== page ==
Research finds our brains don’t use as much energy as previously believed, when compared to other species

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Image: Research finds our brains don’t use as much energy as previously believed, when compared to other species

(Natural News) Humans devote a large portion of our daily calorie intake to our brains, more so than other animals. After all, the human brain expends 25 percent of the baseline energy budget despite comprising no more than two percent of human body weight. This is an idea that has long been accepted in scientific circles. Yet researchers from Duke University have put out a study that challenges that notion. According to Doug M. Boyer, assistant professor of evolutionary anthropology, and his graduate student Arianna R. Harrington, human brainpower isn’t as extraordinary as originally thought.

To determine how humans and animals compare in terms of brain energy uptake, Boyer and Harrington first measured the bony canals that enclose cranial arteries. These blood vessels serve as the routes through which energy travels to the brain and delivers glucose, a sugar that helps the brain operate normally. The obtained measurements were coupled with brain glucose uptake valuations and internal skull volume estimates, which the researchers used in their examination of seven species, including humans, monkeys, rats, mice, and squirrels.

Following this, Boyer and Harrington utilized multiple regression to work out the brain glucose uptake for 15 animal species. This new group consisted of lemurs, treeshrews, Southeast Asian primate relatives, and other animals whose brain costs have yet to be identified.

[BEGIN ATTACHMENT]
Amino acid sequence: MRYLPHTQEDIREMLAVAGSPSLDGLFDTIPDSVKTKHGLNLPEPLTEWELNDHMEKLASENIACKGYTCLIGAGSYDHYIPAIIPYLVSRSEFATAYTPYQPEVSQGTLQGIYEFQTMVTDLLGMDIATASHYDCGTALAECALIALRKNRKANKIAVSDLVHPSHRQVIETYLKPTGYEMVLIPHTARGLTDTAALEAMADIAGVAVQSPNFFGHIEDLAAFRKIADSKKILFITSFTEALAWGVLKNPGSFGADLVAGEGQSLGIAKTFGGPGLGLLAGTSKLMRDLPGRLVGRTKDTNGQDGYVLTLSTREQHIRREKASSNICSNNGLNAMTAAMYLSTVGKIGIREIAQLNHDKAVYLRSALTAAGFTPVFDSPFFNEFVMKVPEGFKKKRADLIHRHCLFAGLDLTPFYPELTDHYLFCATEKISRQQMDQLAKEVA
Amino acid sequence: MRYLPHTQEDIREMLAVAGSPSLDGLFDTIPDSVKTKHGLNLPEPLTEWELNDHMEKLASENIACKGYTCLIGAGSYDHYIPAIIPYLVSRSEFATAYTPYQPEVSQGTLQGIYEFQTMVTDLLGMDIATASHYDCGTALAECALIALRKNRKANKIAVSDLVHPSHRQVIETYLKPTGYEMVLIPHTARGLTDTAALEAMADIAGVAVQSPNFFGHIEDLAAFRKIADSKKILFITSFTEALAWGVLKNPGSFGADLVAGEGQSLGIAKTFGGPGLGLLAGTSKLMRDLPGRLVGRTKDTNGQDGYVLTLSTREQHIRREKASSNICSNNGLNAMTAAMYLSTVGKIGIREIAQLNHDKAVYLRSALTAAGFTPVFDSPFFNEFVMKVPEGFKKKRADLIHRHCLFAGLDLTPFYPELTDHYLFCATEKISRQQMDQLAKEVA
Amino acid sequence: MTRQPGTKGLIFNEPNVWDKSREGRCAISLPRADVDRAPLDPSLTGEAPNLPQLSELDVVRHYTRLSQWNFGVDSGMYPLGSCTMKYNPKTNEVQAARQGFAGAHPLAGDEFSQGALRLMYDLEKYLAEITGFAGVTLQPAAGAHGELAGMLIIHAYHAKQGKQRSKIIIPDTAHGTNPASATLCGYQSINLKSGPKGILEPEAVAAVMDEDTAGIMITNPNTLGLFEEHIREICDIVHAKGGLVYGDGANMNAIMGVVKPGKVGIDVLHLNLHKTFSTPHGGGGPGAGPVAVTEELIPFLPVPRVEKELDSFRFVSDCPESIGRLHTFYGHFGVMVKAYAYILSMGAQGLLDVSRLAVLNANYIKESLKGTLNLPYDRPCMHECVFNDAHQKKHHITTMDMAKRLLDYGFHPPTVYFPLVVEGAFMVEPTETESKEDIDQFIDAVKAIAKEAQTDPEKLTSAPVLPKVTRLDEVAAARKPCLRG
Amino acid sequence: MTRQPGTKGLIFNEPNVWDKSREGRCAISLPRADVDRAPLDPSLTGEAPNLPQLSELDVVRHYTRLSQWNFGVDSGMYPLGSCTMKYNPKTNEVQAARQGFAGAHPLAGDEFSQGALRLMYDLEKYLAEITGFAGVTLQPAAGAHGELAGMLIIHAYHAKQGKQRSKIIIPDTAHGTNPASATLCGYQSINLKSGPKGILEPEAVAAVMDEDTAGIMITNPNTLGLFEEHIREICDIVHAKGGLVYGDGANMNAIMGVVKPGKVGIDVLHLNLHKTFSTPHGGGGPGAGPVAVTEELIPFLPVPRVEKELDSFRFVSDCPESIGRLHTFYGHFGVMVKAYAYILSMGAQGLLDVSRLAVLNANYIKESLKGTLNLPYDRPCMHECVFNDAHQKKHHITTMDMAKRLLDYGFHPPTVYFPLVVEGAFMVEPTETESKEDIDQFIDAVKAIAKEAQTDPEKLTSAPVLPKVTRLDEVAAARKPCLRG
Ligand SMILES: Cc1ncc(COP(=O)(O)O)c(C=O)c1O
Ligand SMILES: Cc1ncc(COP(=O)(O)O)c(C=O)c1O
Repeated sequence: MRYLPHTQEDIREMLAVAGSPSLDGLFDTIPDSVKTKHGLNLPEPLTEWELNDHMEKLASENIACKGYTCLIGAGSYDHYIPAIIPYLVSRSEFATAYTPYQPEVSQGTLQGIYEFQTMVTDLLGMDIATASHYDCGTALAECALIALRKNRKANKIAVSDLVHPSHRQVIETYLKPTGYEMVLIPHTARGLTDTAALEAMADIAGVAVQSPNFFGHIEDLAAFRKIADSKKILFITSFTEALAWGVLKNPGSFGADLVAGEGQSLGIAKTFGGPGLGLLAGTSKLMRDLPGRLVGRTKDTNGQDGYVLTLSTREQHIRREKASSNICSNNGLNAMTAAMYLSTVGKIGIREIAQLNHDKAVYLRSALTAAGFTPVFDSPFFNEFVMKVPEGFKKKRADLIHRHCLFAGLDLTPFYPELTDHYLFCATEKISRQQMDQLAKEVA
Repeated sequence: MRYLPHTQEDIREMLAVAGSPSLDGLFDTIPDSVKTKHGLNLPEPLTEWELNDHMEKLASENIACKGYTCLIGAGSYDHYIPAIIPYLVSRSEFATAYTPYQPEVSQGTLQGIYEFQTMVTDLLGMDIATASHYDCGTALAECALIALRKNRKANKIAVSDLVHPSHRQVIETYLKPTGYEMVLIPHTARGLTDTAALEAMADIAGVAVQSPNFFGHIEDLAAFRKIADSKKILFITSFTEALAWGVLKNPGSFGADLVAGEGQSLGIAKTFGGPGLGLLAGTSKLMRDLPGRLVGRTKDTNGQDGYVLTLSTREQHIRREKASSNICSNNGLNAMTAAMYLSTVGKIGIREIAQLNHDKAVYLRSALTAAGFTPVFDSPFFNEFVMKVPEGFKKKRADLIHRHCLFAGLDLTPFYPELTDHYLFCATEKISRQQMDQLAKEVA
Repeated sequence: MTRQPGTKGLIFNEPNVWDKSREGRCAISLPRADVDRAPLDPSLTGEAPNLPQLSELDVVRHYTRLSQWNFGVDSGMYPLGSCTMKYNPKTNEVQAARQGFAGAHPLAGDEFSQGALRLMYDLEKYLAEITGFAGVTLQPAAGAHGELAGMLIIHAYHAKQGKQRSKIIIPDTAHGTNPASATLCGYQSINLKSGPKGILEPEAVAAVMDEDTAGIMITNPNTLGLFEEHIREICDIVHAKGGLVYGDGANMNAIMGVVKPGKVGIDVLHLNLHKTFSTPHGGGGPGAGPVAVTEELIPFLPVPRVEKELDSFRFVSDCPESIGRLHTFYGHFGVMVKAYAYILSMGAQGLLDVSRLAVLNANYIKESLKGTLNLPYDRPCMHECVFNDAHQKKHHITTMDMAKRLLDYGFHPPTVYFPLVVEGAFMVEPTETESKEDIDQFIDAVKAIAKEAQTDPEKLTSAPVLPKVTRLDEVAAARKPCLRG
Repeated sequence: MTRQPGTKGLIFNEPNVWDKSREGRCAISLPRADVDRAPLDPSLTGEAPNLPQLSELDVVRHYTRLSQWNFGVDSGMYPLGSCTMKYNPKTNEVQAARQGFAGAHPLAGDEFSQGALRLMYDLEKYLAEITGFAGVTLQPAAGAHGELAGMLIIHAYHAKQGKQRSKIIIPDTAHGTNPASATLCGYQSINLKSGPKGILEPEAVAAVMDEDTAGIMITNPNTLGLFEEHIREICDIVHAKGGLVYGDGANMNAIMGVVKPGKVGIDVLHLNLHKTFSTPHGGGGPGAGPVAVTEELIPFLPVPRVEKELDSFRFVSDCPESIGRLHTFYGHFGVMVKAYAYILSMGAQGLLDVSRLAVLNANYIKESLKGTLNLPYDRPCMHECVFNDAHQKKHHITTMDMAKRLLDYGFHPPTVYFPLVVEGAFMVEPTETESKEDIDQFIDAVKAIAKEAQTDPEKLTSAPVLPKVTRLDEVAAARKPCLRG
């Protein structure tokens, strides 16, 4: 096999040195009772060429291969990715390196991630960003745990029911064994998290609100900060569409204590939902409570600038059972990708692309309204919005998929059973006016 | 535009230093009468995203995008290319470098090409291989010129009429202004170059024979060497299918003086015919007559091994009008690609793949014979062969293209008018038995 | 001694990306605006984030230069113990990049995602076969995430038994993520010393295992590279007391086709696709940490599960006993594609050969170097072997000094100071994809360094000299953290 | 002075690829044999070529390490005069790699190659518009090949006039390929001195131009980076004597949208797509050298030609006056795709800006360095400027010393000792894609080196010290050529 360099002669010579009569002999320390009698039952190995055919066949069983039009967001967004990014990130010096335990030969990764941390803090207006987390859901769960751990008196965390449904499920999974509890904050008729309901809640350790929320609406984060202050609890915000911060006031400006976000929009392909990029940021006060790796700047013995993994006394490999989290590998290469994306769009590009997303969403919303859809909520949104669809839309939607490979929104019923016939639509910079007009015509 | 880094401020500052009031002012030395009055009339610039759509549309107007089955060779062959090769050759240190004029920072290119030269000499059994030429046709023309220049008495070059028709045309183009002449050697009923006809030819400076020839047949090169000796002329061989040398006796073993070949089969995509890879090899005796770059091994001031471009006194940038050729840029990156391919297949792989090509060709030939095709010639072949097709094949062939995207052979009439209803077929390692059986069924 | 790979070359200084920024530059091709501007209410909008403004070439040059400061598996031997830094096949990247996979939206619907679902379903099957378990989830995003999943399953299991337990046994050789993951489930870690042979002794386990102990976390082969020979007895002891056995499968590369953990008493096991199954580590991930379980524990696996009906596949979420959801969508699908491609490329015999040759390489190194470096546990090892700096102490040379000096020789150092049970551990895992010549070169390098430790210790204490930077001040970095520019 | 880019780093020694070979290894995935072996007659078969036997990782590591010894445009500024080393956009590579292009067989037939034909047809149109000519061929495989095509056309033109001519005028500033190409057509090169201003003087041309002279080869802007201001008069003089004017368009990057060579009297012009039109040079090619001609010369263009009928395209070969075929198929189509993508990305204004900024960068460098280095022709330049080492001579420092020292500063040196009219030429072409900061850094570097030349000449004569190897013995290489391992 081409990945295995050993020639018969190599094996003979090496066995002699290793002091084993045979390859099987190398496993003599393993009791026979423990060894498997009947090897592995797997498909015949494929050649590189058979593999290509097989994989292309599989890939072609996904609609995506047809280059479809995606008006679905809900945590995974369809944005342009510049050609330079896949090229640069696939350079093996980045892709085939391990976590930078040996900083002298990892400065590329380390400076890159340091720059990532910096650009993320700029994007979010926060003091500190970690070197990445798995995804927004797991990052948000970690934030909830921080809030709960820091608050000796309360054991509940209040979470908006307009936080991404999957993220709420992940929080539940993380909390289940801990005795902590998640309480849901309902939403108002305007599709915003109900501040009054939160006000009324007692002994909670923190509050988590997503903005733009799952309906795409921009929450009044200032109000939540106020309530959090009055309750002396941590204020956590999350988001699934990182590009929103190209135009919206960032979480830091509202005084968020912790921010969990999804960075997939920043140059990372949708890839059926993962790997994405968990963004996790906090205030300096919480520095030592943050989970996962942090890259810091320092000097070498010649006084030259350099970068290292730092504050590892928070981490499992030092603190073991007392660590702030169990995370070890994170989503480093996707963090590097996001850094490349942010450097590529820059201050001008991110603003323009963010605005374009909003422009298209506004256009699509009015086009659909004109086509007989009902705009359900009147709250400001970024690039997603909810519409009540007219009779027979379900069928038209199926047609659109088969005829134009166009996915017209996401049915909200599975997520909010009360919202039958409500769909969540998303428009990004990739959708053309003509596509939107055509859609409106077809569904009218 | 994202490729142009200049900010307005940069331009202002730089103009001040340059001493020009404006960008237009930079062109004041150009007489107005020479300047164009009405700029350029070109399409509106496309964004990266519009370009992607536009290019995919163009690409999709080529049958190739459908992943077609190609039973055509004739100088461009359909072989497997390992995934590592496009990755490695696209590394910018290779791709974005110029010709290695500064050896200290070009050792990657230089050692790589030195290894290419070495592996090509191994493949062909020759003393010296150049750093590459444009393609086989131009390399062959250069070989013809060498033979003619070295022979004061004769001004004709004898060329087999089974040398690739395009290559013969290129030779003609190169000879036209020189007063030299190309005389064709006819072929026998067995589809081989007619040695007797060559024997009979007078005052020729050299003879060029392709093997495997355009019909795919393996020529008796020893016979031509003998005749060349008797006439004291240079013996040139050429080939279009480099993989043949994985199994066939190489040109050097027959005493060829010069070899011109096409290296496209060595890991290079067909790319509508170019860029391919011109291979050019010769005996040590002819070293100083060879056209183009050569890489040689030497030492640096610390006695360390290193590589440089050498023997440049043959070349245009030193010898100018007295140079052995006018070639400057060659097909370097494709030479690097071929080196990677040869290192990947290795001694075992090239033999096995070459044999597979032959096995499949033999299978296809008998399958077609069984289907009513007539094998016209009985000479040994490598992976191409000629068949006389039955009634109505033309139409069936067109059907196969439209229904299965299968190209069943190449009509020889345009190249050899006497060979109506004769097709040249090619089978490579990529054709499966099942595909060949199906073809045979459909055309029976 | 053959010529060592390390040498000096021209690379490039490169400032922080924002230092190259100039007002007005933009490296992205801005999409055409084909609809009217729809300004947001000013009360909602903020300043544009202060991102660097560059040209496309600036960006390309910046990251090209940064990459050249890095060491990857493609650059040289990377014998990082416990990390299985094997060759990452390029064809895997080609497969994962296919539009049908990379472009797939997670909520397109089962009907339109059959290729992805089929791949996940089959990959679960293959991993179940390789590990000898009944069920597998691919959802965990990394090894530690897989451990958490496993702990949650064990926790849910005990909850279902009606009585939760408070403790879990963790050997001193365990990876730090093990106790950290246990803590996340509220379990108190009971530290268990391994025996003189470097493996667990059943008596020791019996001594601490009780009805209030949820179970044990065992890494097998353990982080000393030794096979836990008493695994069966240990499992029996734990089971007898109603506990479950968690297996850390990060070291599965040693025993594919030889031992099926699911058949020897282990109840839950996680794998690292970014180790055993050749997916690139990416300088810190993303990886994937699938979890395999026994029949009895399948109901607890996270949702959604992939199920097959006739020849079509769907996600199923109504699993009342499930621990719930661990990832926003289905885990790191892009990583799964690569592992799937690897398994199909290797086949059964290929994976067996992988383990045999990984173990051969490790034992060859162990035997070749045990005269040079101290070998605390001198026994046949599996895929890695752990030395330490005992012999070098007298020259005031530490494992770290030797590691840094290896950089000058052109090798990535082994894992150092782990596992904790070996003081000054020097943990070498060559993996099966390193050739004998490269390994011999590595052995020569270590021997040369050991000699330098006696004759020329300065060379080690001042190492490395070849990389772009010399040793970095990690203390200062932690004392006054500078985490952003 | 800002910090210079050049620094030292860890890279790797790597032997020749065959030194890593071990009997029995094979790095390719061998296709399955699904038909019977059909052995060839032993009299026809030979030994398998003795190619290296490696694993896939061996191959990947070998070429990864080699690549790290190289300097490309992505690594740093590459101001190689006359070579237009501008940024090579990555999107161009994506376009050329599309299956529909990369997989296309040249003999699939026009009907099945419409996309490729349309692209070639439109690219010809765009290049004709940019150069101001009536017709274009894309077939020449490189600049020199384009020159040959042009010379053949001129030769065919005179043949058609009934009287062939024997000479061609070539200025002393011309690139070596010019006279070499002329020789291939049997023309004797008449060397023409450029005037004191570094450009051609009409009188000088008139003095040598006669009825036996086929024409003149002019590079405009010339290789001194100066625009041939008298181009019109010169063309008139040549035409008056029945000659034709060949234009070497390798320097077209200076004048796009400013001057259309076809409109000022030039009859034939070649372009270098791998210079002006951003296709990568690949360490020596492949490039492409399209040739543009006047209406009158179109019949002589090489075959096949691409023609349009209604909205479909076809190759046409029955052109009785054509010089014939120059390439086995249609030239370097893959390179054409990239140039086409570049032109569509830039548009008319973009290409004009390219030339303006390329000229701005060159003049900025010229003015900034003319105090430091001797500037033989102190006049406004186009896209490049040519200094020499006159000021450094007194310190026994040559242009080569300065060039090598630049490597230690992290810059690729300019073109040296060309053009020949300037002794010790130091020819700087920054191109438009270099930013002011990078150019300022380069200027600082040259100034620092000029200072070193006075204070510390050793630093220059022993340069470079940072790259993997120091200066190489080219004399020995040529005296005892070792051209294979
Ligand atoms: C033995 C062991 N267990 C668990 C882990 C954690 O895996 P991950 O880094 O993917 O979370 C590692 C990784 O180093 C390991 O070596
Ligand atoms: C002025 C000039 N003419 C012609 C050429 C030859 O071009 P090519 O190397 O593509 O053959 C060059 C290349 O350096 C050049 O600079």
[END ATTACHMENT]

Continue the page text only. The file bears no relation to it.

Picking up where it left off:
They found that humans allotted more energy to the brain than other animals such as chimpanzees, orangutans, and rodents. Additionally, the human brain had a greater demand for calories than most of the animals included in the study: twice that of the chimpanzees brain, and three to five times that of the brains of rabbits, squirrels, and mice.


That wasn’t the case for all creatures, however. The pen-tailed treeshrew, for example, was found to have a brain cost similar to that humans. The common brown lemur, pygmy marmoset, and ring-tailed lemur, on the other hand, were discovered to have brain glucose utilization rates that exceeded that of humans, with the common brown lemur needing the most out of all the organisms used in the study.

“This shouldn’t come as too much of a surprise. The metabolic cost of a structure like the brain is mainly dependent on how big it is, and many animals have bigger brain-to-body mass ratios than human,” said Boyer, who then added: “We don’t have a uniquely expensive brain. This challenges a major dogma in human evolution studies.”

Speaking of their results, Harrington noted that they implicate high-demand brains as a feature that developed well before humans arrived on the scene. “The results suggest that the ability to grow a relatively more expensive brain evolved not at the dawn of humans, but millions of years before, when our primate ancestors and their close relatives split from the branch of the mammal family tree that includes rodents and rabbits,” she remarked.

More than that, Boyer and Harrington’s study has opened up a potential new method of calculating the amount of fuel needed by a brain. Prior studies were based largely on neuron counts instead of on bone measurements, which made it difficult to assess the brain energy demands when soft tissue was unavailable. Yet through this technique, scientists would be able to do just that with the animals of today and those that become nothing more than fossilized remains, human ancestors included.

“All you would need to take the measurements is an intact skull and some of the neck vertebrae,” explained Harrington.

For more studies and breakthroughs about the human brain, simply go to today.

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